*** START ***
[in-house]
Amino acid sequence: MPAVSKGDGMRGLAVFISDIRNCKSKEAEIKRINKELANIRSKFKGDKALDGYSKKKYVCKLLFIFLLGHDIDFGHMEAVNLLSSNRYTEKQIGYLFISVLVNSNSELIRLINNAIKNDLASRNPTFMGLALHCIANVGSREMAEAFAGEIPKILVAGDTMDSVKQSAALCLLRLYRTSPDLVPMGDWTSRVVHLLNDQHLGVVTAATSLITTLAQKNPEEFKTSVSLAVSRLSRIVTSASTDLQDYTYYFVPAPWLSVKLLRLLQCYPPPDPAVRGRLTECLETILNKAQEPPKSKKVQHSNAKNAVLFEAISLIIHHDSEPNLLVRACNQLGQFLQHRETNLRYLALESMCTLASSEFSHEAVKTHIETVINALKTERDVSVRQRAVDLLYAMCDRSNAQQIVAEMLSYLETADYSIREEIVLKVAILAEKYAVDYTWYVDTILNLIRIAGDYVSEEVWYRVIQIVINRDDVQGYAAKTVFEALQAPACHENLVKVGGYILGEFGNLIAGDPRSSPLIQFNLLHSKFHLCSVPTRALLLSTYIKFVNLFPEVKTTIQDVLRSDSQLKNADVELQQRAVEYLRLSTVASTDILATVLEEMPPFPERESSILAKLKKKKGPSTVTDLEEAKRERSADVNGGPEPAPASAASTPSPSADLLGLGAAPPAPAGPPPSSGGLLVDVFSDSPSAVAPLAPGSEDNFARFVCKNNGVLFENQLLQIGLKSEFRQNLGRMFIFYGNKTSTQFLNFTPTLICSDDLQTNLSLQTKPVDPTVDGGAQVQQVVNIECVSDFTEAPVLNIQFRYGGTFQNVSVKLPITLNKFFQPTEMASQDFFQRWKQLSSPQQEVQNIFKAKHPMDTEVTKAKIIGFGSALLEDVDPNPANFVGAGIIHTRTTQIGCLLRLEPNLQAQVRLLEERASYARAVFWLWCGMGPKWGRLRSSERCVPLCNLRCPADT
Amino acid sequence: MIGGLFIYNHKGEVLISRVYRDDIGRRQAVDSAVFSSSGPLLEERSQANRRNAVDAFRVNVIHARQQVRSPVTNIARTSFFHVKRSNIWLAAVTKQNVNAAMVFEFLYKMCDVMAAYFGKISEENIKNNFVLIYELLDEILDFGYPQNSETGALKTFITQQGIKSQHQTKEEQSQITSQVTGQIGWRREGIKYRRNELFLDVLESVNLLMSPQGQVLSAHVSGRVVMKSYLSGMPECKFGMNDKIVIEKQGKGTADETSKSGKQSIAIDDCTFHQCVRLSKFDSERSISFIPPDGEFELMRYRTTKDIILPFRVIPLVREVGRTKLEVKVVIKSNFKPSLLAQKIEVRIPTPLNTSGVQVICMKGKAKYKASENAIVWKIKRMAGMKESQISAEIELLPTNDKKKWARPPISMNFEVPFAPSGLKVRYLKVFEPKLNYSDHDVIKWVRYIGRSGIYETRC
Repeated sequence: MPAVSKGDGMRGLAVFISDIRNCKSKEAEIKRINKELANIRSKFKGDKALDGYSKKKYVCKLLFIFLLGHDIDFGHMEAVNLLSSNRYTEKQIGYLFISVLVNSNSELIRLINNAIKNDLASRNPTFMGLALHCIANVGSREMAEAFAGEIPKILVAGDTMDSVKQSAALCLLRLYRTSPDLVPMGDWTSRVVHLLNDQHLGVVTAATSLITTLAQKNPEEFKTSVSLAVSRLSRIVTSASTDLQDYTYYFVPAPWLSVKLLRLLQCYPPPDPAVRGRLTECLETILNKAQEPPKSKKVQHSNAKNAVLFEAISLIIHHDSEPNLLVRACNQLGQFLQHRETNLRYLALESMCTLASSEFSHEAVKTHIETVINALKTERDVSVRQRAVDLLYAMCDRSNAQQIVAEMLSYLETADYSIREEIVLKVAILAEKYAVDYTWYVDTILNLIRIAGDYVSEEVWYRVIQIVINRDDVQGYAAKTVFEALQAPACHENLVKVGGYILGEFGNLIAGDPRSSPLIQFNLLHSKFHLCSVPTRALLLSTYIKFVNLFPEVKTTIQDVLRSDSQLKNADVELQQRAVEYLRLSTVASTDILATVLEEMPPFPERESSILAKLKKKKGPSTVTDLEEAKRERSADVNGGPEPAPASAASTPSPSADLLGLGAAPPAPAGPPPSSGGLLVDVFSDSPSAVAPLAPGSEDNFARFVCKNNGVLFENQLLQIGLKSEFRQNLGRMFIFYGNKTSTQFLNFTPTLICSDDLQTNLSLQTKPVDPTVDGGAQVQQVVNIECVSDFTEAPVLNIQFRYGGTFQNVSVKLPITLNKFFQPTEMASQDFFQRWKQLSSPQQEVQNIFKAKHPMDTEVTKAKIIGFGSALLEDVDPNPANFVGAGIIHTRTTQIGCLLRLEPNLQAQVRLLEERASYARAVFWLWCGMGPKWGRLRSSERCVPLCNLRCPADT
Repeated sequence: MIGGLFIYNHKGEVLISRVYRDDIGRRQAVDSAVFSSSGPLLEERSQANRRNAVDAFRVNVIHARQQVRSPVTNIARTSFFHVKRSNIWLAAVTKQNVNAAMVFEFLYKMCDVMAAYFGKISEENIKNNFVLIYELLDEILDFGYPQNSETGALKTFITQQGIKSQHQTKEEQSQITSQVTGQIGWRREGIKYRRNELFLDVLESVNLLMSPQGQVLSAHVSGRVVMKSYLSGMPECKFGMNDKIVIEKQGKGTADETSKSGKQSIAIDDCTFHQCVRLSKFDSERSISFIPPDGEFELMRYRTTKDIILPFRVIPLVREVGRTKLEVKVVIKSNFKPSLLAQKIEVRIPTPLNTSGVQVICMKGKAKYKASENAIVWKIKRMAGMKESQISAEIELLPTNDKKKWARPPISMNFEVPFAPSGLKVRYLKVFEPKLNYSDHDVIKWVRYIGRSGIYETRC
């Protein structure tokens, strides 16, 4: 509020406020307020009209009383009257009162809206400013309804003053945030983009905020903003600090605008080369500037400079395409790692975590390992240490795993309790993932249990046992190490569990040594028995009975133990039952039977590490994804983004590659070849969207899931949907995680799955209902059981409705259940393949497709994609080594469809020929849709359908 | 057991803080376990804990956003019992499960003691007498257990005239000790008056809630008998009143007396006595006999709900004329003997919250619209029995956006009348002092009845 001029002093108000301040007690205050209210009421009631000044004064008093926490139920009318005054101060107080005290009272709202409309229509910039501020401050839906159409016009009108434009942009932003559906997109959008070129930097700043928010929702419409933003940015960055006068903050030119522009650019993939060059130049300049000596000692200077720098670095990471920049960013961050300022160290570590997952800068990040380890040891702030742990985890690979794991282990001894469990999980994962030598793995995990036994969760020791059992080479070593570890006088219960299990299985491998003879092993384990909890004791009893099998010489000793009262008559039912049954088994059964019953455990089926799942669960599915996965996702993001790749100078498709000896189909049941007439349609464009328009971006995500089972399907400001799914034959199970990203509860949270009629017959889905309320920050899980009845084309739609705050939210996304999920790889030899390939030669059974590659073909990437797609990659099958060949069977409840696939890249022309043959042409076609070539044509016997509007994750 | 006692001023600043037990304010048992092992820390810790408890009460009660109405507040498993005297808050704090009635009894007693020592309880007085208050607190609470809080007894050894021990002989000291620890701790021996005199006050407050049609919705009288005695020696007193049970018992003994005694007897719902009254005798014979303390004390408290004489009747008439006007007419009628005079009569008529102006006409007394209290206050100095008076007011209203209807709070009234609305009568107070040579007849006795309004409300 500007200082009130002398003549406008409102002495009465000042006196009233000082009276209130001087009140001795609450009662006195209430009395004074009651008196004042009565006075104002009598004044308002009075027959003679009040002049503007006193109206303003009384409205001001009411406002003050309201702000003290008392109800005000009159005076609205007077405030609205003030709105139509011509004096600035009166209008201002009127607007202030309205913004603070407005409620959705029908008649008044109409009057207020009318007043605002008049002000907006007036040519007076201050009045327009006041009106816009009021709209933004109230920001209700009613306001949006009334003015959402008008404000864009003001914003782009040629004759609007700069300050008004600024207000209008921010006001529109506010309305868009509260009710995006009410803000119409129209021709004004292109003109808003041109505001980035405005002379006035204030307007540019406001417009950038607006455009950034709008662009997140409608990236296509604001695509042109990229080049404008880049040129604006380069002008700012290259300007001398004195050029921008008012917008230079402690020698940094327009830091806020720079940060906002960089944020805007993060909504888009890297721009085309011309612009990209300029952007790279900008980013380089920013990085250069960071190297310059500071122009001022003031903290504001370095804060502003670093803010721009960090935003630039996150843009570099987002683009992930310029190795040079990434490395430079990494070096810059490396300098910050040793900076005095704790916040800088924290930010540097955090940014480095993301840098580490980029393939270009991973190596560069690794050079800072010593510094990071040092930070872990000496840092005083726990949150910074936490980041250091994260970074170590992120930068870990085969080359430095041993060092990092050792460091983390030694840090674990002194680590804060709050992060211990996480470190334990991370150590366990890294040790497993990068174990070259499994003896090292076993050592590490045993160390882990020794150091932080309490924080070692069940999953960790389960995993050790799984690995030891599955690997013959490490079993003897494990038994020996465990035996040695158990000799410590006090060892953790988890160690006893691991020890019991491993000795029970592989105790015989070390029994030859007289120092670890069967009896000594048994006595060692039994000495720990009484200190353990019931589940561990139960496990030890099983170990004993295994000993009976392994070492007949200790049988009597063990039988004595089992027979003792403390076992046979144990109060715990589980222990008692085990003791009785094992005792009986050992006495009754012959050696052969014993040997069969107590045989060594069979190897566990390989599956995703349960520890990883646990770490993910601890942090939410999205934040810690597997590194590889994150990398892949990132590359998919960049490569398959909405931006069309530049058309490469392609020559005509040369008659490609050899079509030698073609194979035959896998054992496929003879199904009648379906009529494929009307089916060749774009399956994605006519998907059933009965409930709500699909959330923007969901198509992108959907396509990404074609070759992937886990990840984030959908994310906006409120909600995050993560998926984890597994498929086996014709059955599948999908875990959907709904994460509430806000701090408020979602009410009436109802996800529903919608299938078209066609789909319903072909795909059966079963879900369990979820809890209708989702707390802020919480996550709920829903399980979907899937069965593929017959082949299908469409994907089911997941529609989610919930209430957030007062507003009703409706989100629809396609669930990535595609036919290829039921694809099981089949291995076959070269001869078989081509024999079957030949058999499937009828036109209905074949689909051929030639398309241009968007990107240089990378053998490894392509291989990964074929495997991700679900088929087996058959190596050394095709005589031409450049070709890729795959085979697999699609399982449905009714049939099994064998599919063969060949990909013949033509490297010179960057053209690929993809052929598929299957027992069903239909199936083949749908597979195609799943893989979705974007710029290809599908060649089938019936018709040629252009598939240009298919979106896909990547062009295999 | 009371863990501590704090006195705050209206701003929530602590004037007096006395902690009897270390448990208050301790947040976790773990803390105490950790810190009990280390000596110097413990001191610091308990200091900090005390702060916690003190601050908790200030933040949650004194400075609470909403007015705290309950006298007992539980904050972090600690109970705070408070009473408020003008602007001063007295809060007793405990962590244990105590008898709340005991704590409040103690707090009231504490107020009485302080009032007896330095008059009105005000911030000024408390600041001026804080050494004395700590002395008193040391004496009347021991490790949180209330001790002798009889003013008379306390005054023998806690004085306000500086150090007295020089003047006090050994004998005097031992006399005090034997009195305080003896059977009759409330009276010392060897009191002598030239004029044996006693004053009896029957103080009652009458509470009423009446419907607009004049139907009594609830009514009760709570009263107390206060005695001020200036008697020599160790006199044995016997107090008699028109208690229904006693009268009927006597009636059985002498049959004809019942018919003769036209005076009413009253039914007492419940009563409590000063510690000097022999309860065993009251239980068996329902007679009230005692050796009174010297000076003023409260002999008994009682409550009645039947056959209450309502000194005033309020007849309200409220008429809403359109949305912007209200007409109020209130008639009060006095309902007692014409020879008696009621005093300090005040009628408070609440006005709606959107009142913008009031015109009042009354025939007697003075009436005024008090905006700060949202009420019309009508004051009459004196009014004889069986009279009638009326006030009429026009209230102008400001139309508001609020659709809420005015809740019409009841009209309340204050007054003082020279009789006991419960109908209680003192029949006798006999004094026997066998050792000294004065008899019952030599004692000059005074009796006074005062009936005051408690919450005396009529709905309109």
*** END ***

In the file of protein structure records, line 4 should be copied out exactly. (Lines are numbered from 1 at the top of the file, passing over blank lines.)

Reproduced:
Repeated sequence: MPAVSKGDGMRGLAVFISDIRNCKSKEAEIKRINKELANIRSKFKGDKALDGYSKKKYVCKLLFIFLLGHDIDFGHMEAVNLLSSNRYTEKQIGYLFISVLVNSNSELIRLINNAIKNDLASRNPTFMGLALHCIANVGSREMAEAFAGEIPKILVAGDTMDSVKQSAALCLLRLYRTSPDLVPMGDWTSRVVHLLNDQHLGVVTAATSLITTLAQKNPEEFKTSVSLAVSRLSRIVTSASTDLQDYTYYFVPAPWLSVKLLRLLQCYPPPDPAVRGRLTECLETILNKAQEPPKSKKVQHSNAKNAVLFEAISLIIHHDSEPNLLVRACNQLGQFLQHRETNLRYLALESMCTLASSEFSHEAVKTHIETVINALKTERDVSVRQRAVDLLYAMCDRSNAQQIVAEMLSYLETADYSIREEIVLKVAILAEKYAVDYTWYVDTILNLIRIAGDYVSEEVWYRVIQIVINRDDVQGYAAKTVFEALQAPACHENLVKVGGYILGEFGNLIAGDPRSSPLIQFNLLHSKFHLCSVPTRALLLSTYIKFVNLFPEVKTTIQDVLRSDSQLKNADVELQQRAVEYLRLSTVASTDILATVLEEMPPFPERESSILAKLKKKKGPSTVTDLEEAKRERSADVNGGPEPAPASAASTPSPSADLLGLGAAPPAPAGPPPSSGGLLVDVFSDSPSAVAPLAPGSEDNFARFVCKNNGVLFENQLLQIGLKSEFRQNLGRMFIFYGNKTSTQFLNFTPTLICSDDLQTNLSLQTKPVDPTVDGGAQVQQVVNIECVSDFTEAPVLNIQFRYGGTFQNVSVKLPITLNKFFQPTEMASQDFFQRWKQLSSPQQEVQNIFKAKHPMDTEVTKAKIIGFGSALLEDVDPNPANFVGAGIIHTRTTQIGCLLRLEPNLQAQVRLLEERASYARAVFWLWCGMGPKWGRLRSSERCVPLCNLRCPADT